Money may not buy you love, but it turns out that the green stuff can bring happiness, to a point: New research finds that there's a limit to how beneficial a lofty income is to an individual's well-being.
And that sweet spot in income, the new study revealed, is largely related to where a person lives.
"That might be surprising, as what we see on TV and what advertisers tell us we need would indicate that there is no ceiling when it comes to how much money is needed for happiness, but we now see there are some thresholds," lead study author Andrew Jebb, a doctoral student in the Department of Psychological Sciences at Purdue University, said in a statement.
Jebb and his colleagues used survey data from the Gallup World Poll collected from more than 1.7 million adults ages 15 and older from 164 countries. Participants answered questions related to life satisfaction and well-being, as well as purchasing power. Whereas emotional well-being refers to a person's day-to-day feelings of happiness, excitement, sadness and anger, overall satisfaction in life is largely influenced by higher goals and a comparison of one's belongings with others' stuff. [5 Wacky Ways To Quantify Happiness]
On average, the research revealed the ideal income point, or "satiation," is $95,000 for overall life satisfaction and $60,000 to $75,000 for emotional well-being. The highest satiation income related to one's overall life evaluation was found in Australia and New Zealand, where happiness increased up until about $125,000. By contrast, the satiation income in Latin America and the Caribbean, was $35,000. In North America, however, the threshold for happiness was reached with an income of $105,000. This data suggests that income matters more to individuals living in wealthier nations, according to the study.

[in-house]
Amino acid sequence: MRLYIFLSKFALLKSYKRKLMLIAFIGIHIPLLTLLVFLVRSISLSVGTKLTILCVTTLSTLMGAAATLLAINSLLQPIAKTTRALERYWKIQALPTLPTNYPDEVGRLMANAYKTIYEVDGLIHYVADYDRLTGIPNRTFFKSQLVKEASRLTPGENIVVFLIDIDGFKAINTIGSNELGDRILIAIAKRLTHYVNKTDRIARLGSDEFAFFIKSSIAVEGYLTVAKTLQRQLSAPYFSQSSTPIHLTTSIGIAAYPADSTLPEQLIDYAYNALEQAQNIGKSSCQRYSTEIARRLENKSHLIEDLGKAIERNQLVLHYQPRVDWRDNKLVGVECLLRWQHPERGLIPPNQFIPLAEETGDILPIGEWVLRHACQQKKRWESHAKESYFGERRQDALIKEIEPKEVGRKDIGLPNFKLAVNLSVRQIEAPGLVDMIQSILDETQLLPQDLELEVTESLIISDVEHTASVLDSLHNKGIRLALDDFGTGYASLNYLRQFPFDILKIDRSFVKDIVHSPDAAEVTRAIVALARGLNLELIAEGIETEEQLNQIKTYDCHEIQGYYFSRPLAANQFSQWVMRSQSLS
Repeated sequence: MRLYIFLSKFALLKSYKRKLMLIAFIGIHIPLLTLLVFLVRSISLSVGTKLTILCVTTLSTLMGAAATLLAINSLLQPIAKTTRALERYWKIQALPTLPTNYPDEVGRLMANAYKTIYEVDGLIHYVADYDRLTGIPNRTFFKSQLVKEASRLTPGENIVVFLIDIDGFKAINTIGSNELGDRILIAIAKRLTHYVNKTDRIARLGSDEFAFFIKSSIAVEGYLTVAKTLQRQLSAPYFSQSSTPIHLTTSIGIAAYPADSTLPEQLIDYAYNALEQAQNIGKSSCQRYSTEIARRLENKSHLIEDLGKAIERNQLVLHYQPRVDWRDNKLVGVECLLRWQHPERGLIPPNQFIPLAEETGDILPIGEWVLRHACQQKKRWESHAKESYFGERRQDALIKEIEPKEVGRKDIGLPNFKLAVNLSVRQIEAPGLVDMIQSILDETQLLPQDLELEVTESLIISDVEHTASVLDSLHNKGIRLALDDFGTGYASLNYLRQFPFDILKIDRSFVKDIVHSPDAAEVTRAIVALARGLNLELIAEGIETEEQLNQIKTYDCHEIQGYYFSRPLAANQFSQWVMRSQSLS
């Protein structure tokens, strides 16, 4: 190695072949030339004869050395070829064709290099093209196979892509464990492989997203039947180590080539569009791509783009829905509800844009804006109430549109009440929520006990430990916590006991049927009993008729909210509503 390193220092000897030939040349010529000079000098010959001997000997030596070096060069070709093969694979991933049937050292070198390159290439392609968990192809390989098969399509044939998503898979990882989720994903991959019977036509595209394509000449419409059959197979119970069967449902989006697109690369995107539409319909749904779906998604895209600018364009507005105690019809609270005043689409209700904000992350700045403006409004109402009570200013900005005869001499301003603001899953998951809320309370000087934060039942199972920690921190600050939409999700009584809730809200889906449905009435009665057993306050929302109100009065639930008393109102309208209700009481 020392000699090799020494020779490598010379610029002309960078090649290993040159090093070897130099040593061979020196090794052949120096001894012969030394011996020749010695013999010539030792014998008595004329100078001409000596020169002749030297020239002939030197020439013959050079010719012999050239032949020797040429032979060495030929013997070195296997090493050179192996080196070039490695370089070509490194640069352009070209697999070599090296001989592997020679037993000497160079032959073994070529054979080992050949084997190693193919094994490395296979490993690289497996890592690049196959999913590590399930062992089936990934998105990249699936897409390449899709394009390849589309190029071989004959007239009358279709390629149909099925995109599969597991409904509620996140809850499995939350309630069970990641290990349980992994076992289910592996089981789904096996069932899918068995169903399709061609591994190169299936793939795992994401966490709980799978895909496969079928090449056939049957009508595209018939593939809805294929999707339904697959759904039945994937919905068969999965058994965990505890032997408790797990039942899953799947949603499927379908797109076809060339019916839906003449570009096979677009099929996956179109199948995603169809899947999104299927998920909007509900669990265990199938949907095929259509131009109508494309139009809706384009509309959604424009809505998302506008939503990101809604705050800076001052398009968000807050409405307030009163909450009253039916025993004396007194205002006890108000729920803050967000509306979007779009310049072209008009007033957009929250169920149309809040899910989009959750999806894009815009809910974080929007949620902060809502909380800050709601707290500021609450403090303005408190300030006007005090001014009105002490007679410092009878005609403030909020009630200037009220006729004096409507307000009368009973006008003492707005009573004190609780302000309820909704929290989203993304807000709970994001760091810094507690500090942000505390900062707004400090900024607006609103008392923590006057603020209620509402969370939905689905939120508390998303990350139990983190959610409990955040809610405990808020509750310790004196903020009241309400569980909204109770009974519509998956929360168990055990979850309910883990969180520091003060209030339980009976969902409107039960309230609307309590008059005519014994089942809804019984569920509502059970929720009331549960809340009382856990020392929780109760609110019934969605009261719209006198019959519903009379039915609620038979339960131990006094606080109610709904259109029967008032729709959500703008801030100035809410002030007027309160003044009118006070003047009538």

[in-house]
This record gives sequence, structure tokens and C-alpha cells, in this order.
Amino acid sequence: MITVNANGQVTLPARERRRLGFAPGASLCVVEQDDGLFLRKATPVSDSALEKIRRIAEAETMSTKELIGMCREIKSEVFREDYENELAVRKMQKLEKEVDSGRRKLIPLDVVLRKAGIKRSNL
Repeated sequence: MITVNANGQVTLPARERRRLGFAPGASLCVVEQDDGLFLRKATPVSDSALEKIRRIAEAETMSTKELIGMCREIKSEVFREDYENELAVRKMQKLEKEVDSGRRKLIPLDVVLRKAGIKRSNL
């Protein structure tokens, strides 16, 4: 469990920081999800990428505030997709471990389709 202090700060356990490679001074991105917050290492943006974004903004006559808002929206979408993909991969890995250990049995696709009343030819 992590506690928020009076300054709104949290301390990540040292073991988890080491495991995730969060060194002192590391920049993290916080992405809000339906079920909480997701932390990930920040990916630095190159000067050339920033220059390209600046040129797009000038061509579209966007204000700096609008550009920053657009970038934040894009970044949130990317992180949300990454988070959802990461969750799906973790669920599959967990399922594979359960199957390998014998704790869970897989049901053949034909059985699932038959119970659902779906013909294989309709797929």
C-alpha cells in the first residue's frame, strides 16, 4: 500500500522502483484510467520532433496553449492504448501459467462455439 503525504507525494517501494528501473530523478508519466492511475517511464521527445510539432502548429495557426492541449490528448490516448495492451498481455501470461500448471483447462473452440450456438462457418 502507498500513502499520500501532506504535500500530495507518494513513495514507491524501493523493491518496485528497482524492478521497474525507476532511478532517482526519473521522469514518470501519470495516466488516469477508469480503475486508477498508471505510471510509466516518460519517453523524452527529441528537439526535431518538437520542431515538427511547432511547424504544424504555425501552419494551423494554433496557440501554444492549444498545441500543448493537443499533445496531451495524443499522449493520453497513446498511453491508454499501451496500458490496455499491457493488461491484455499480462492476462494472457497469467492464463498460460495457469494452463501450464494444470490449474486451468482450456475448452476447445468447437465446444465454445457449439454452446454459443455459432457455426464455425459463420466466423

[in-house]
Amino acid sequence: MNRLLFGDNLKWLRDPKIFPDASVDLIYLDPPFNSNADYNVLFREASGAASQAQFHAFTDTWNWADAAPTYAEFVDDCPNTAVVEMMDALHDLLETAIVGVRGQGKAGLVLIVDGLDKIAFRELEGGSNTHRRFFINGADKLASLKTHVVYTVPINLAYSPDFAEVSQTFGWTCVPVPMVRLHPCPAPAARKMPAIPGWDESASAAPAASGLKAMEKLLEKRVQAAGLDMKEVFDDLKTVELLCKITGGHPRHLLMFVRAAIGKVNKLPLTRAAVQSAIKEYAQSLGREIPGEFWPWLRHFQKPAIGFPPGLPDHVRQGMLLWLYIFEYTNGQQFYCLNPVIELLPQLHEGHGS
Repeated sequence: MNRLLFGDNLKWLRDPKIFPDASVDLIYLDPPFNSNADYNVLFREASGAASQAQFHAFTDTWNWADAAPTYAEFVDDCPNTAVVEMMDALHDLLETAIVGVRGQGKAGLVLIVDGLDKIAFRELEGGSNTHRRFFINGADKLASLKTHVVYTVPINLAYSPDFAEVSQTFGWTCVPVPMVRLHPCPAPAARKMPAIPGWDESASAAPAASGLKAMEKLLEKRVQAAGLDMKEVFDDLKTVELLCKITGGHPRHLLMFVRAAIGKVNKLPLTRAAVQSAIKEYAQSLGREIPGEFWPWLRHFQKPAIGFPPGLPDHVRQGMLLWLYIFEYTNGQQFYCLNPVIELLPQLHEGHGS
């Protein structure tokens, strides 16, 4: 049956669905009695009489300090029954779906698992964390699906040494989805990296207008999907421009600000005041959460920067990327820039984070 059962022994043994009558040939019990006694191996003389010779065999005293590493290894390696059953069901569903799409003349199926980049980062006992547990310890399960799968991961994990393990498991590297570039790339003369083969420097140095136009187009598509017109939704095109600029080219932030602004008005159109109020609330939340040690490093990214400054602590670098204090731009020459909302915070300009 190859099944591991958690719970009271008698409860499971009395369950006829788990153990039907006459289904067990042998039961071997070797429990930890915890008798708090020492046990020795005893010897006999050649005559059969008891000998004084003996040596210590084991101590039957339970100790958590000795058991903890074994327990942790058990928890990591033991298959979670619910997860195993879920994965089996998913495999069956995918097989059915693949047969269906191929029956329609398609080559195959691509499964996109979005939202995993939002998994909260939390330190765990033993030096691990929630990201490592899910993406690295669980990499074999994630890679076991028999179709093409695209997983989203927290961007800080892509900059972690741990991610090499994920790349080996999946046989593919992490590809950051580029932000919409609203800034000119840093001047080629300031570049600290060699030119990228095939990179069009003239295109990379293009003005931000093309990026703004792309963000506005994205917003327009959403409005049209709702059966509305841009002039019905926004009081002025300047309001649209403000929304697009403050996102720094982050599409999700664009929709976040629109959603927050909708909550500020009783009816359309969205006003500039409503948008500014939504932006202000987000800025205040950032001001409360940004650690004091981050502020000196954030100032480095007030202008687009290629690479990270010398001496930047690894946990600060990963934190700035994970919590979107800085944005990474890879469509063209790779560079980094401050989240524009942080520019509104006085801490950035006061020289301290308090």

"Again, this amount is for individuals and would likely be higher for families," Jebb said in the statement. "And there was substantial variation across world regions, with satiation — the point beyond which no more happiness is gained and, in fact, satisfaction goes down — occurring later in wealthier regions for life satisfaction. This could be because evaluations tend to be more influenced by the standards by which individuals compare themselves to other people."
However, once an individual reaches that threshold of happiness, additional increases in income resulted in reduced life satisfaction and a lower level of emotional well-being, according to the study. The researchers said this is likely because money fulfills basic needs, such as purchasing necessities and paying bills, but after people's needs are met, they are driven by material gains and social comparisons that may ultimately lower their well-being.
"At this point, they are asking themselves, 'Overall, how am I doing?' and 'How do I compare to other people?'" Jebb said in the statement. "The small decline puts one's level of well-being closer to [that of] individuals who make slightly lower incomes, perhaps due to the costs that come with the highest incomes."
The researchers also examined the influence of gender and education on an individual's optimal income. Overall, there was no significant evidence suggesting the link between income and happiness was stronger for men or women. However, income satiation did vary based on an individual's level of education. Specifically, individuals with a higher education reported a more positive life evaluation and emotional well-being in relation to a higher income. This is likely due to income aspirations and social comparisons with different groups of people, the researchers said.
The study builds on previous findings that suggest people with higher incomes devote more time to working, commuting and/or child care and, as a result, feel more stress and tension in their daily lives than those in lower income brackets.
"These findings speak to a broader issue of money and happiness across cultures," Jebb said. "Money is only a part of what really makes us happy, and we're learning more about the limits of money."
The research was published Jan. 8 (opens in new tab) in the journal Nature Human Behaviour.
Originally published on Live Science.